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This listography is dedicated to all those suffering with depression or anxiety. Feel free to peruse the lists even if you don't have any existing issues. They contain advice on various aspects of life - from eating to sleeping to building confidence and so on.


That's right - the benefits of depression. While we're all so busy looking at the bad side, let's look at the green side.

Ever notice how it seems so many of "The Greats" were depressed? Monet, Van Gogh, Michelangelo, F. Scott Fitzgerald, Ernest Hemingway, Abraham Lincoln, Princess Diana, Elton John, and so on.

Being critical of ourselves means also being critical of our work. We see all the negative aspects of our work. We want to be truly satisfied with our work. Sometimes, we do find the negative parts and fix them, going above and beyond. It's just that... sometimes we find parts that have nothing wrong with them and pass on the criticism to ourselves. We think more about our work than others would think of theirs, which increases the chances of creating high quality work. We, because we have depression or anxiety, are more likely to be introverted. Sometimes we prefer alone time to socializing - and during our alone time, we spend a lot of time thinking about our work. How to improve it. What needs to be fixed.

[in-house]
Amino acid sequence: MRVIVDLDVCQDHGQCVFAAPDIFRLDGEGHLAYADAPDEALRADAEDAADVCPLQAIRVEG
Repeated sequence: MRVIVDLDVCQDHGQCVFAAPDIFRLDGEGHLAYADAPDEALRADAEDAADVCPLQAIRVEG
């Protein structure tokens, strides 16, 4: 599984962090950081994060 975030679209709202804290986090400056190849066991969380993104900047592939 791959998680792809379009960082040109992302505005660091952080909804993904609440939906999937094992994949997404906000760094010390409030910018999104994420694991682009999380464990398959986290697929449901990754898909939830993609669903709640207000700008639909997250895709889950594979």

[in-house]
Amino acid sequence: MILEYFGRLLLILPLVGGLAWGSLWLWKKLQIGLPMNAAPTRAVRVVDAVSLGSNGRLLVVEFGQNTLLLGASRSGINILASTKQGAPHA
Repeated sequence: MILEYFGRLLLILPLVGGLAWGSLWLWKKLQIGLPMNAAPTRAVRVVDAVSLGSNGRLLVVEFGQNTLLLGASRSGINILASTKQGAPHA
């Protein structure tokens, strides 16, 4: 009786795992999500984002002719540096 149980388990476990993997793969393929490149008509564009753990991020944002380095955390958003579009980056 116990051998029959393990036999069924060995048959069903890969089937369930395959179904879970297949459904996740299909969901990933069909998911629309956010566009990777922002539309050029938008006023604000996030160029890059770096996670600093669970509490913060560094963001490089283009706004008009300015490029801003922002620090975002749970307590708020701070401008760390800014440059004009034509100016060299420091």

We're also critical of our behavior. Because we are so critical of our own, we can recognize others' behavior. We are sensitive to others' emotions. We often empathize with others for what they're going through because being overwhelmed, uncomfortable, or depressed is a feeling we understand all too well. Because we spend a lot of time thinking, we often know how to make others feel better or feel comfortable. We show others that we don't judge them about things we feel judged about. We are compassionate about what we believe in because we spend a lot of time thinking about our morals.

While all of these may not be true for every depressed or anxious person, I'm sure you have gained something from your condition. Maybe you're thinking, "That's not worth it for all the suffering I go through. I can't even appreciate it, so why does it matter?" Well, here's some hope for you and a little hypothesizing on my part:

Personally, I had a very happy childhood up until middle school. However, I was always critical of what I did. I was always critical of my drawing and writing (I've been a writer and artist since about age 8). But I was proud of my work. I didn't let it get to me. I didn't criticize myself - it was strictly my work. The pressure and cliques of middle school is what really "turned on" my depression. Then my critical eye started feeding my depression and anxiety. If I used my critical eye only for positive expression in the past, who says I can't try to reverse things? If depression is a biological condition, and I managed to have a very happy childhood, maybe that means I can be happy now. Let's not give up yet. Our conditions were likely set off or "started" at different times because of triggers. While it's unfair that other people aren't as affected by triggers, there are ways to stop them from getting a hold of our lives. If depression can be dormant once, it can be dormant again - evidenced by the fact that we all have days that are worse than others. In other words, we can have better days.

jun 26 2013 ∞
jun 27 2013 +